How Those Knees Holding Up?


Editor’s note: The following was written by Matt “Ramathorne” Ramsey of the Connecticut Valley Lacrosse Club, a competitive post-collegiate team competing in the American Lacrosse League.

It seems each year each guy throws out the excuse, “I’m too old for this“, but for some reason we all come back. Nobody is immortal and immune to the stress lacrosse and loads of beer can put on your body, but for those in the lacrosse community aging is a figment of our imaginations and the beer after a game is the pot of gold at the end of the rainbow. Case in point, the American Lacrosse League and the world of Post-Collegiate lacrosse. A new season is right on our doorsteps full of more bad knees, empty beer cans, and stellar lacrosse.

For some the last game of their college careers ends up being the last time they ever step foot on a lacrosse field. For others the dream never dies and continuously lives on through Post-Collegiate lacrosse. The American Lacrosse League is the best of the best when it comes to life after college lacrosse and consists of roughly 50 teams from eight states, each vying for their division title and league championship. The league also includes two of the nations oldest continuously run lacrosse programs, both close to exceeding 100 years in existence; the Baltimore Lacrosse Club and the Connecticut Valley Lacrosse Club, run by yours truly.

Just as more high schools and colleges adopting the sport, the league keeps expanding. This year alone the league welcomes several new teams. Think you can hang? Form a team and suit up. (pssst New England could use another team) The games are run just as any game is; with one small difference…you’re allowed six poles on the field at all times. Now that may not boast well if you’re on offense, but for a team stacked with powerful defenders it can be a field day.

This past season the league was won again by New York Athletic Club; while they might not be the best looking team, these guys can ball. New York Athletic Club is run by Brian Carcaterra, you may have heard of him, and consists of many MLL alums as well as those from Syracuse, Hopkins, Princeton, and Maryland. On paper, the roster is bullet-proof. Competition is solid all around; with very few teams who cannot compete with one another.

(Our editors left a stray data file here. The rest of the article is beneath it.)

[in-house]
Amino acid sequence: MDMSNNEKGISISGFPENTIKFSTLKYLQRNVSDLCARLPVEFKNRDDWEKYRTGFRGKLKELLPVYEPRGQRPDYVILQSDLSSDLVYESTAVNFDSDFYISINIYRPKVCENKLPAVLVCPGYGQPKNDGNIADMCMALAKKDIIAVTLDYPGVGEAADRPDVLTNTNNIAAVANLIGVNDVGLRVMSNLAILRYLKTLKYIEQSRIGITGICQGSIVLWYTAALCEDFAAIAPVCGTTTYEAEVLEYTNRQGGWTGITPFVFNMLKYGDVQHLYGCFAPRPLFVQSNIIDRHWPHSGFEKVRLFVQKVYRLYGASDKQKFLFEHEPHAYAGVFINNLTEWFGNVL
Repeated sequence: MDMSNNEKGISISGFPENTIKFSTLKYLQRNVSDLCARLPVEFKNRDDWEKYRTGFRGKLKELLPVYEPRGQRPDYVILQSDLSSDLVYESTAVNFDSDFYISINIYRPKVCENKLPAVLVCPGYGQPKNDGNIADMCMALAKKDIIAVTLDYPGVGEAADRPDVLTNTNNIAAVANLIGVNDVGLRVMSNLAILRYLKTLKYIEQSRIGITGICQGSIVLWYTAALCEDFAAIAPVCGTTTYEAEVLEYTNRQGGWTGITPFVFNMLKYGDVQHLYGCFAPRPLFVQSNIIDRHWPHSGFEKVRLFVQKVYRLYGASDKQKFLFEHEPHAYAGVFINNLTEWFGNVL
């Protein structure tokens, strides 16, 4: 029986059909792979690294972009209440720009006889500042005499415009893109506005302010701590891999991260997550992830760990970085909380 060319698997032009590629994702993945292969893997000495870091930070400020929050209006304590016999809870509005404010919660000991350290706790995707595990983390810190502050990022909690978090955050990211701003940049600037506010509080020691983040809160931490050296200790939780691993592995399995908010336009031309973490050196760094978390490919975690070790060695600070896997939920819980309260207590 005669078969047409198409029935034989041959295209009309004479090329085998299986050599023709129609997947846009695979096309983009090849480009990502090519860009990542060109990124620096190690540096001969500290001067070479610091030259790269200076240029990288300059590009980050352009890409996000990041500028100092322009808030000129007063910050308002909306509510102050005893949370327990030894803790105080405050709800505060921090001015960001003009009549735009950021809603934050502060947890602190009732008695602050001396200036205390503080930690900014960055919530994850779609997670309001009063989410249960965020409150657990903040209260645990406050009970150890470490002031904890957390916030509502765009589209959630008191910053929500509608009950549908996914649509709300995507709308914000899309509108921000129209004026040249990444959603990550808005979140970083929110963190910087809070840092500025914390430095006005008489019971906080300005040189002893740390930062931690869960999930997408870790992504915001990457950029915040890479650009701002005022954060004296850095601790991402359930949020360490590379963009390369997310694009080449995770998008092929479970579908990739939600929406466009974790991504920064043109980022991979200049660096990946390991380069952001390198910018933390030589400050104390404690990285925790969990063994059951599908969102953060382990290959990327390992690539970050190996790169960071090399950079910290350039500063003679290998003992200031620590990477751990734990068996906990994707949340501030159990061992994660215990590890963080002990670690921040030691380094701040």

2009 NYAC Championship Team

Once the season kicks off I will provide an update each week as to the action and highlights. I might even toss around some pretty pictures for you to oggle and drool over. I invite every reader to go ahead and check out the website ( and if you’d like check out a game near you. For now, get a load of the candy some teams will be donning this season…

About the author: Ramathorne’s career took him from the Varsity fields of Southington High School and the Nutmeg Elite Lacrosse programs to Division III top 25 school, Eastern Connecticut State University. Ramsay played as a midfielder for the Warriors from 2005-2008 helping the team to a Little East Conference Championship in 2006 and a birth into the Division III National Championship Tournament. After graduating from Eastern Connecticut Ramsay assisted with the Rip-It Lacrosse program and currently runs Connecticut Calley Lacrosse Club, a competitive post-collegiate team competing in the American Lacrosse League.


  1. Just starting my first year on a first year team in the ALL with Hagerstown Bud Light in the Grey Conference North Division (West Baltimore)…we may be a little over-matched as D1 talent is pretty thin out here on the other side of the mountain, but it should be a blast and we'll drink plenty of our sponsor

  2. “consists of many MLL alums as well as those from Syracuse, Hopkins, Princeton, and Maryland.”

    They're missing a certain Cajun by the name of Knox Hutchinson, who played in two TX HS D-2 championships. This would round out the roster.